Chet.

Ted Hill wrote:

> Hello,
>
> I am displaying a BufferedImage in a JPanel and have some questions on
> performance.
>
> I use the AffineTransform to scale and translate the BufferedImage in
> the panel.
>
> I also allow the user to draw on top of the image by dragging the
> mouse (something like a paint program). So as the user draws on top of
> the image, I need to keep calling repaint() on the panel to update the
> image and the user's drawing.
>
> What I find is this:
>
> A. When my panel is relatively small (for example an 8th of total
> screen area) and when the image is not scaled up (fits entirely within
> the panel), I get good performance. That is, the user's drawing keeps
> up with the motion of the mouse in the panel.
>
> B. When the panel is relatively large (say half as large as the screen
> itself) and when the image is scaled way up so that it does not fit
> within panel (say five times the size of the panel itself),
> performance is very poor. By this I mean that the user's drawing on
> top of the image lags significantly behind the movement of the mouse.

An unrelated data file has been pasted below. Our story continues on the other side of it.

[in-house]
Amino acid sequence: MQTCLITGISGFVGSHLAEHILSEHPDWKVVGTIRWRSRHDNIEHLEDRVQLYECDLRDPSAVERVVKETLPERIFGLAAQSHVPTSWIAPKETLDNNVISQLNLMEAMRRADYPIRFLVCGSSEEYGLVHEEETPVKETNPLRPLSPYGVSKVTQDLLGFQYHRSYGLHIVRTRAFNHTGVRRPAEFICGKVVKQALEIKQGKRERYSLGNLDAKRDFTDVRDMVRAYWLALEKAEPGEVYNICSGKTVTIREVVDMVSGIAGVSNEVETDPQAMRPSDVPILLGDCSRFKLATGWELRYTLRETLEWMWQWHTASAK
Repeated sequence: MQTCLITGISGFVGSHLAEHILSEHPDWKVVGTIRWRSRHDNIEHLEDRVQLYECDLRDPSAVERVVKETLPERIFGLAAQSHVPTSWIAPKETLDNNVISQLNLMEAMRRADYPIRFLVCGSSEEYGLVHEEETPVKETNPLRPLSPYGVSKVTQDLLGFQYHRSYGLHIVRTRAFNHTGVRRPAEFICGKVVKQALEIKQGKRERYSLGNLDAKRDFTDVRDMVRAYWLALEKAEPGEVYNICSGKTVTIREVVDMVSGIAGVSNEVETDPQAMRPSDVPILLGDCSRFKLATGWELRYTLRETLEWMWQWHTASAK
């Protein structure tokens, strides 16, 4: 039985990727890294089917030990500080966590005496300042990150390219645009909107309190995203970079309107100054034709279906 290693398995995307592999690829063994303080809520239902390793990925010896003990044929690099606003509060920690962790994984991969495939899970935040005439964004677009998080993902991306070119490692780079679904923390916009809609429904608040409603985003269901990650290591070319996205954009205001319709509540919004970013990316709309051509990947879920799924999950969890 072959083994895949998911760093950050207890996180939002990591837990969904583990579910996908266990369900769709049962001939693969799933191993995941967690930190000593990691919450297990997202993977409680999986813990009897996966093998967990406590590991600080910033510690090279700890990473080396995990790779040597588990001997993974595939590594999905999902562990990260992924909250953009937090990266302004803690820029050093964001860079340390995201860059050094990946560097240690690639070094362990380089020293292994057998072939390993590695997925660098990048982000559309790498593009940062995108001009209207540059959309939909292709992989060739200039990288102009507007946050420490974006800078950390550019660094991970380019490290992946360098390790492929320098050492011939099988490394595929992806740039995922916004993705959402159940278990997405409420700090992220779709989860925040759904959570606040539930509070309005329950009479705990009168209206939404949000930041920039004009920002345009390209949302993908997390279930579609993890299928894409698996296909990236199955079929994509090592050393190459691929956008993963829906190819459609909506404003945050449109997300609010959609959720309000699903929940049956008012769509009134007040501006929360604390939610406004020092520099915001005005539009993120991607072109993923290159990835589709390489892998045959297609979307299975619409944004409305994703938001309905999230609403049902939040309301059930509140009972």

>
> All of my rendering is done inside of the panel's paintComponent(...)
> method.
>
> This is how I draw the image:
>
> g2d.drawImage(theImage.getBufferedImage(), 0, 0, null);
>
> Also, I am not setting a clipping area.
>
> At this point I'm looking for some general advice on how to improve
> performance. I'm guessing that this would involve setting a clipping
> region.
>
> If so can some one give some specific pointers on how to set the
> proper clipping region when AffineTransform has been used to scale and
> pan the image so that the image is much larger than the panel itself.
>
> Thank you,
>
> Ted Hill
> ===========================================================================
> To unsubscribe, send email to listserv@java.sun.com and include in the
> body of the message "signoff JAVA2D-INTEREST". For general help, send
> email to listserv@java.sun.com and include in the body of the message
> "help".

===========================================================================
To unsubscribe, send email to listserv@java.sun.com and include in the body
of the message "signoff JAVA2D-INTEREST". For general help, send email to